Earlier this summer I looked at the exchange of information between doctors and their patients, and in particular the exchange of knowledge that each party enters the relationship with. It comes at a time when patients are increasingly researching their conditions prior to appointments, and therefore come armed with a level of knowledge perhaps not seen before.
Now, of course, not all of their research will un-earth accurate and reputable knowledge, but unless a conversation takes place to discuss this, it’s quite possible that the doctor will be unaware of just what study the patient is doing into their condition.
Of course, another aspect of the transparent sharing of information between the doctor and patient is the opening up of the notes made about a patient by the doctor. At the moment, this is far from common practice, but a study from a few years ago suggests it really should be.
The study saw over 100 doctors share their notes with around 14,000 patients. The findings were overwhelmingly positive, for both doctors and their patients. More than 85% of the patients given access to their notes regularly accessed them, with the benefits quite wide ranging.
“Different patients get different things from reading the notes,” said Jan Walker, principal associate in medicine at Harvard Medical School. She and Dr. Tom Delbanco, a professor of medicine at Harvard, were the principal investigators for the project.
Some, for instance, used the notes to spur changes in lifestyle and behaviour. Others reported that reading their notes gave them a feeling of greater control over their care, whilst those prescribed drugs felt the notes were helpful in the correct application of those drugs.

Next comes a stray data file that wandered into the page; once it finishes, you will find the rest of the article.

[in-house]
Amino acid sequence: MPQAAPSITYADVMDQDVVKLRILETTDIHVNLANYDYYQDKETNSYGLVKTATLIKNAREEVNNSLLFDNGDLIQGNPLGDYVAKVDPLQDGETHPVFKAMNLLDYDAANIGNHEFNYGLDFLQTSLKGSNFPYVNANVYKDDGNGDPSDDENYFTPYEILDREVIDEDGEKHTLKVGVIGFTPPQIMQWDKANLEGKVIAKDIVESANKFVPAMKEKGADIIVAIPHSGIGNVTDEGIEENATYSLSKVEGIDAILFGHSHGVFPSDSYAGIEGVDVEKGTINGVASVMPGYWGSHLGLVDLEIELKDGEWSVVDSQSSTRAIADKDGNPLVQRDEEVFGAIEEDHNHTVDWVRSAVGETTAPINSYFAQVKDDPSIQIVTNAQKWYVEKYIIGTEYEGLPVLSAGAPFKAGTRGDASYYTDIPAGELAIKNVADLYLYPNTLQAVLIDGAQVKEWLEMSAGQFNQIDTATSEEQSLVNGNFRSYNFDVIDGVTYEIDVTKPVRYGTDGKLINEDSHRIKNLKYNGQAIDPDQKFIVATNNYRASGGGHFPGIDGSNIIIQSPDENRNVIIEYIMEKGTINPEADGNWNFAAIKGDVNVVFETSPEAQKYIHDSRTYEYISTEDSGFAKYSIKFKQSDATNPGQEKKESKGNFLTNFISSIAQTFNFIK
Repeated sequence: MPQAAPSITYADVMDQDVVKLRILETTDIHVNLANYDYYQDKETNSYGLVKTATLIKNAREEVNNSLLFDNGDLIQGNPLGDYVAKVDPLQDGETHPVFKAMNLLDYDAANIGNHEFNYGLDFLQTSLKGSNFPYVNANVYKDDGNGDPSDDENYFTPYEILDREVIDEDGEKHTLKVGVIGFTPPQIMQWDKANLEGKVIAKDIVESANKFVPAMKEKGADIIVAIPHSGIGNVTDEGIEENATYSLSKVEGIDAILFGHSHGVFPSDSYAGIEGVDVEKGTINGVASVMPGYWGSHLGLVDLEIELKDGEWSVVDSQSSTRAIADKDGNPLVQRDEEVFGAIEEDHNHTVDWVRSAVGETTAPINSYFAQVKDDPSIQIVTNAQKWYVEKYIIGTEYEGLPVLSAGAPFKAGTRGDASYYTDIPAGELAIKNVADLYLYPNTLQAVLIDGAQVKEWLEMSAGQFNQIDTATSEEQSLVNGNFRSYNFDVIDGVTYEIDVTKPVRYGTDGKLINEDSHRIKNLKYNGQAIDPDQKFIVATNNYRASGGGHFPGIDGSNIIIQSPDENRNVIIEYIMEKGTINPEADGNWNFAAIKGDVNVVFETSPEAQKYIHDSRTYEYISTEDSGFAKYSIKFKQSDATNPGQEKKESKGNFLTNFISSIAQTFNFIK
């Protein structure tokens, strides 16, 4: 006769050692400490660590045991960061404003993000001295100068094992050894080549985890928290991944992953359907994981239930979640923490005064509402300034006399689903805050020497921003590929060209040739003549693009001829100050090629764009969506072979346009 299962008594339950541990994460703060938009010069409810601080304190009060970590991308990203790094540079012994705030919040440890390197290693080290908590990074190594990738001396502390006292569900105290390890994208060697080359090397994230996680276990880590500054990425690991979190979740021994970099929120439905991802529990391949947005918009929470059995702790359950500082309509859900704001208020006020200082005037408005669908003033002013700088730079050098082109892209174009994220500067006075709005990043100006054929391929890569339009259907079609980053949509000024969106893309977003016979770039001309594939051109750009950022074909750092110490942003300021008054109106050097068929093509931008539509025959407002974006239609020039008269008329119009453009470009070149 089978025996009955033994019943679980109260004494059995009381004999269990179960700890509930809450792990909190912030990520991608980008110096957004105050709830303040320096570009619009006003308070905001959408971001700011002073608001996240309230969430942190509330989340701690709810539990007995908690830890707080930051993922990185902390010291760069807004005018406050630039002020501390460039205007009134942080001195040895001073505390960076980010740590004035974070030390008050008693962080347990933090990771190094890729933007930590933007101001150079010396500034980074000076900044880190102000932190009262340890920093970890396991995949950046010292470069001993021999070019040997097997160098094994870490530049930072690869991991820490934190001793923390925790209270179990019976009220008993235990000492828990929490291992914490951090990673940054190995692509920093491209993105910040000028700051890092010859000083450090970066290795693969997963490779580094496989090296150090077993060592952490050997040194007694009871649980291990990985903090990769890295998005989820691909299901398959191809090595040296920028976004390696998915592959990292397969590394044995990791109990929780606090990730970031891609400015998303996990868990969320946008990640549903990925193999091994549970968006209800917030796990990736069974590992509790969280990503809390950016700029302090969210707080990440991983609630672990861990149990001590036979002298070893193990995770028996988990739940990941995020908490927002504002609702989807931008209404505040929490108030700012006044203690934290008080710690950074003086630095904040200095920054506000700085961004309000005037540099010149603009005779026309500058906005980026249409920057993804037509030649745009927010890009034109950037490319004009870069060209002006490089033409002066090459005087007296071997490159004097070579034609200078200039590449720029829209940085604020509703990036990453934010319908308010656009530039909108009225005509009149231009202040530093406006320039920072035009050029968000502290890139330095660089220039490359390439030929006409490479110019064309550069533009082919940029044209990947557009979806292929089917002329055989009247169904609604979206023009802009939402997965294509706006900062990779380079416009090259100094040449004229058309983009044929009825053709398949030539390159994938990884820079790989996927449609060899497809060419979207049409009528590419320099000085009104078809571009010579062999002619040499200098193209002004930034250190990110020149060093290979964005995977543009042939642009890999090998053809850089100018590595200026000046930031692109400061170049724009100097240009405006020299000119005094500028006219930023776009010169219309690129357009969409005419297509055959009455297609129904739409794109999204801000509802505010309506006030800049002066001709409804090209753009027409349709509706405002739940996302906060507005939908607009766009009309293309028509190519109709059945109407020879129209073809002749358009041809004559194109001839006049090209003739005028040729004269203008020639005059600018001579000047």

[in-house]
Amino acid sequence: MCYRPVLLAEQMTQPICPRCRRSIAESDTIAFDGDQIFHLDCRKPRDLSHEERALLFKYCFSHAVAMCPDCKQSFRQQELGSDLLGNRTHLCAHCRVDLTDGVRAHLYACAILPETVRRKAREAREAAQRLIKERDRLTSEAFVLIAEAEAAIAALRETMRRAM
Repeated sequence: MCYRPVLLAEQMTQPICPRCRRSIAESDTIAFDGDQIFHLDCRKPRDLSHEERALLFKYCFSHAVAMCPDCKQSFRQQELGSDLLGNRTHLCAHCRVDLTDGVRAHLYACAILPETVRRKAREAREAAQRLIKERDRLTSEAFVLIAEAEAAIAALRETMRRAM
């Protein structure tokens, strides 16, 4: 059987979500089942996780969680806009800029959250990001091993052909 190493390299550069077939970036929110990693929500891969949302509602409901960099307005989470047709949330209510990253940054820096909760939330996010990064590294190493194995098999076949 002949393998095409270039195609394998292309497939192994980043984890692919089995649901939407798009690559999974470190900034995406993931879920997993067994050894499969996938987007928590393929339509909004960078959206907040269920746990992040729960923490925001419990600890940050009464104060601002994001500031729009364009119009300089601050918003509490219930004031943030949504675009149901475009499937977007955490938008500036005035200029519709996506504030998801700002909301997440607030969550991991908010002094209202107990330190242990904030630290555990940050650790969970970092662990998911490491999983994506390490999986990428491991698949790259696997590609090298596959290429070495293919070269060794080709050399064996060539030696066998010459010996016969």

What’s more, nearly half of patients shared their notes with others, especially with spouses or family members. The project also proved popular with doctors, and overcame their initial fears that it would be time consuming.
When the project concluded and the doctors were told they could turn off the electronic note access, “Not a single doctor turned it off,” Walker said.
This feeling was shared by patients, with 99% revealing that they wanted to continue seeing their notes. Findings such as these have prompted a change in the industry, with something like 3 million American patients now having access to their doctors’ notes.
The trend is also beginning to take hold in the UK, with some doctors leading the way ahead of a promise by the NHS to provide patients with online access to their records by next year. The authors of the Harvard study suggest that the next step will be to encourage patients and doctors to work on the notes collaboratively. Now that would be a step in the right direction.